The Microsoft PowerToys FancyZones interface.
If you like to compartmentalize your life, you’re going to love FancyZones. David Nield

FancyZones was one of the earliest PowerToys available when the tools returned in 2019, and it lets you split your open windows into zones to keep your windows better organized. You can create themed zones for websites, office apps, browsing your computer, and so on.

Hit the Win+~ (tilde key) keyboard shortcut to launch FancyZones, or get the PowerToys Settings panel up on screen, switch to the FancyZones tab, and click Edit zones to customize the layout. A new dialog will appear, letting you choose how many zones you want and how they’re positioned. If you think you can do better than the templates provided, open the Custom tab on the right to make your own, or edit existing layouts by clicking Edit selected layout.

Back in the main tab, you can tweak a few details of the add-on: You can use the Shift key to drag windows into different zones (recommended), override the Windows Snap hotkeys (for fixing windows to the side of the screen), have zones flash when the layout changes (also recommended), and more.

With open windows on screen, hold down Shift, then drag a window into a zone to organize it. If you don’t enable the Shift key shortcut in settings, as described above, the zones will be enabled every time you move a window on screen.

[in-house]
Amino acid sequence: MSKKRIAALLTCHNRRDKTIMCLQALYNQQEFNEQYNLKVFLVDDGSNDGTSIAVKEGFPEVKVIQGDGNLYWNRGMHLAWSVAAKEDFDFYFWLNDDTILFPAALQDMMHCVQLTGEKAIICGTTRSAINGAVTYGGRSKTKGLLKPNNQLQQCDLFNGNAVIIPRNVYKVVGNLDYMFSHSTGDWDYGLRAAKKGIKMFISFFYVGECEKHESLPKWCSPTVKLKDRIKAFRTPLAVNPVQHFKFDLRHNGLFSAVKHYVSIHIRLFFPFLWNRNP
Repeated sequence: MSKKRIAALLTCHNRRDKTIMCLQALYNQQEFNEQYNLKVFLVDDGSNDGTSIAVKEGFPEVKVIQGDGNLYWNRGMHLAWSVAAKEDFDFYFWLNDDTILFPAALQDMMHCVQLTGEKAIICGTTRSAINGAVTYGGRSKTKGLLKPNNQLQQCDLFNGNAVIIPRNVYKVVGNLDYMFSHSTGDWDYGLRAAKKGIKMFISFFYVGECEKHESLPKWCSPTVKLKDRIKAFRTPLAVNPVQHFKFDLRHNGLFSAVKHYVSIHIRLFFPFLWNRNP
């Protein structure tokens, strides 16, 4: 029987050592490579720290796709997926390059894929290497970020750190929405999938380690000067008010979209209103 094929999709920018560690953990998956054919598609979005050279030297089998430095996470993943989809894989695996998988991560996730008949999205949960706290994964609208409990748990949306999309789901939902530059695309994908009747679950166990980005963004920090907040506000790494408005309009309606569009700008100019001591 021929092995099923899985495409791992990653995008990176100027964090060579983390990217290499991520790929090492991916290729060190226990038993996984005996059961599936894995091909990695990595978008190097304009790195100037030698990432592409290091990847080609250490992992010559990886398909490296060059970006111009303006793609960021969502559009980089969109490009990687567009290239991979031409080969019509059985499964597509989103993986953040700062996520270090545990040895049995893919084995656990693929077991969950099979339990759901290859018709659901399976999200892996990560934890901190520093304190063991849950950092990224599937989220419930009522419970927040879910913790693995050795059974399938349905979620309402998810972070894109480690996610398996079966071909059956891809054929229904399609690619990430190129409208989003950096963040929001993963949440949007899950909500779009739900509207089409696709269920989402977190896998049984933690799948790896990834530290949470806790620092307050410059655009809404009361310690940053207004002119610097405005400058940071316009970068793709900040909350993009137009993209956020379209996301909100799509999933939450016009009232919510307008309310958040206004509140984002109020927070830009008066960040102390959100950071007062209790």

Use the Focus layout, for example, to put together a tiered stack of windows, one on top of the other, all neatly arranged; or use the Priority Grid layout as a way to keep important programs front and center, with other apps down the sides of the screen. Once you get used to how it works, FancyZones can add a real boost to your productivity.

Paste as plain text

The Microsoft PowerToys Paste as Plain Text interface.
No more messed-up formatting with this PowerToy. Justin Pot

Anyone who writes on the internet for a living knows how annoying it is to remove formatting from text you copied. At least, it used to be—Paste as Plain Text seems to have saved the day.

When you copy text from a website—this one, for example—and paste it into another application, all the formatting choices tend to come with. This means that if you’re adding a quote from a website to a Word document, you don’t just paste the quote—you paste the quote in the exact font of the website you copied it from. This gets messy fast, and it happens everywhere: in emails, spreadsheets, and even design projects.